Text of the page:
An inspection of some overlooked and lesser-known aspects of European and American culture in relation to design practice.
USAmerican homogeneity: power and glamour
European heterogeneity: complexity and contradiction
One of the peculiarities of Gaelic, the language of pre-urbanised Scotland is avoidance of the genitive in its grammar, amounting to denial of possession. This is my pencil/this pencil is at me I am a doctor/a doctor is in me, echoing a distant time when nothing was owned, everything was borrowed and shared.
I studied and practiced as a graphic designer, moved to product design, moved again to criticism and theory with emphasis on the application of semiology to imagery and material culture. I have never considered design to be circumscribed by a discipline; design is more than ever a transdisciplinary organisational skill, especially if you hope to remain professionally competent at the edge without limit of time.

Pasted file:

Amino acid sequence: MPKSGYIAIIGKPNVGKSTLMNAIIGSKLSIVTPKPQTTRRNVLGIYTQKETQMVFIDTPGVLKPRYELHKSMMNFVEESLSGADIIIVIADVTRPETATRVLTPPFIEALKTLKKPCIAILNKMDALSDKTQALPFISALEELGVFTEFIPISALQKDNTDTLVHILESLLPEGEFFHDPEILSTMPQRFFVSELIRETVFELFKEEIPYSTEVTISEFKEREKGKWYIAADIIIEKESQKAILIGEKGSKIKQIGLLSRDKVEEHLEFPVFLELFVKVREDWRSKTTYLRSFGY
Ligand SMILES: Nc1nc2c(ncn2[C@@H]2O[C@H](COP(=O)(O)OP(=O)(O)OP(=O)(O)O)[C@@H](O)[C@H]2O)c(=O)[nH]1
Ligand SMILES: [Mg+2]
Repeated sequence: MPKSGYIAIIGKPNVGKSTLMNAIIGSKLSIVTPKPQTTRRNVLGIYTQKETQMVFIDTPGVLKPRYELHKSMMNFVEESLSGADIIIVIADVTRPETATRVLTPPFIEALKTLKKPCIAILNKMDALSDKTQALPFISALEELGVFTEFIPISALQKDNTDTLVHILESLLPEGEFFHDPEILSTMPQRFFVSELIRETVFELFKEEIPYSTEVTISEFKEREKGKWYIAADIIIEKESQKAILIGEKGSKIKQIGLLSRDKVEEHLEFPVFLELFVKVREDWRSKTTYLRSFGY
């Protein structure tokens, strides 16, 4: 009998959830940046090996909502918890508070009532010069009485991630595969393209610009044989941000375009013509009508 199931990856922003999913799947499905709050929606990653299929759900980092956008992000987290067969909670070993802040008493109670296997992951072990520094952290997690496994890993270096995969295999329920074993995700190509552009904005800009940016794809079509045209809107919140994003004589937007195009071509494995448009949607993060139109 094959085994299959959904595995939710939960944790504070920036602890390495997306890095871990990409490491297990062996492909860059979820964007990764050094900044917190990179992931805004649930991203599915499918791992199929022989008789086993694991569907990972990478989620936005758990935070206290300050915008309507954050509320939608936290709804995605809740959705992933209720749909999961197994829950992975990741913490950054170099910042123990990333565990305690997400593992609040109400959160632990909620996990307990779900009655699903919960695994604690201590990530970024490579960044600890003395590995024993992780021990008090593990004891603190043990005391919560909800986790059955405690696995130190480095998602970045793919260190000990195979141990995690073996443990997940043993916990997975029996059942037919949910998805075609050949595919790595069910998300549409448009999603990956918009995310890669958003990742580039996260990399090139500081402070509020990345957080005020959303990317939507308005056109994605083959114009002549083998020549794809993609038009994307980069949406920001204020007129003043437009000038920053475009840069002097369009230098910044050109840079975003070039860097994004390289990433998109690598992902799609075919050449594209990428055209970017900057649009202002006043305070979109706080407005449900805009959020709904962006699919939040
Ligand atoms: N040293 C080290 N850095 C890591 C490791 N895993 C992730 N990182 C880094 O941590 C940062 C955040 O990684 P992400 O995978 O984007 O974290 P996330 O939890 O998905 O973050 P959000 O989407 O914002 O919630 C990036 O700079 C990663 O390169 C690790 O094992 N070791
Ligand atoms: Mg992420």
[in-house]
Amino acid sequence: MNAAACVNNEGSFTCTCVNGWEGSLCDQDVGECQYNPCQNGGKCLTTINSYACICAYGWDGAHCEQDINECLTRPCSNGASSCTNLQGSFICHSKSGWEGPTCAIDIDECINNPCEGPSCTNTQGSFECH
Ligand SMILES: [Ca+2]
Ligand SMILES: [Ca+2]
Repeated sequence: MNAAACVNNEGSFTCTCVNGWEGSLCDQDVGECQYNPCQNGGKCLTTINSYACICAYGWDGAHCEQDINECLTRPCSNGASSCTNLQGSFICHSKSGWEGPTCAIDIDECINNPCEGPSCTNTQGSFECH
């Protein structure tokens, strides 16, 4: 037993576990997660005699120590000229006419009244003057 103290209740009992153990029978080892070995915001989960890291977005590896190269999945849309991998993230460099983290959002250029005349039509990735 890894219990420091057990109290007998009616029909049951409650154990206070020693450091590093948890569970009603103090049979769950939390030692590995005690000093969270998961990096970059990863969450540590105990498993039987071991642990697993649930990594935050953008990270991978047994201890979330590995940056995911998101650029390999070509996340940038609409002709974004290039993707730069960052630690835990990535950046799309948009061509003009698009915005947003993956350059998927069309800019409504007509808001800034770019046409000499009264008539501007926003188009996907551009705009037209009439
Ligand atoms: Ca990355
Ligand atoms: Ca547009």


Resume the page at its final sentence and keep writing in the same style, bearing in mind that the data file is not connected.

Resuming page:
Warning: this lecture contains historical material, for the simple reason the present has nothing to tell us until it is past, whether by one second or many years. We need time because meaning is slow to emerge, and remains fluid, (meaning is never solid) so that what seemed over and done can suddenly determine your next move. To be effective, interpret the past, inhabit the present and imagine futures all your working life.
About the speaker
Julian Gibb is the former Head of Product Design and Postgraduate course leader in Theatre Design of Duncan of Jordanstone College of Art at the Dundee University; also headed the Postgraduate MA Design at the Glasgow School of Art. Since 1990s, he co-founded the Centre Européen de Technoculture, Université Paris-Dauphine in France. He actively worked as design and academic consultant at the same time, widely exhibited in museums around Europe. He has been working closely with PolyU SD as visiting professor and chief editor of our major publications since 1995.
All SD staff and students are welcome.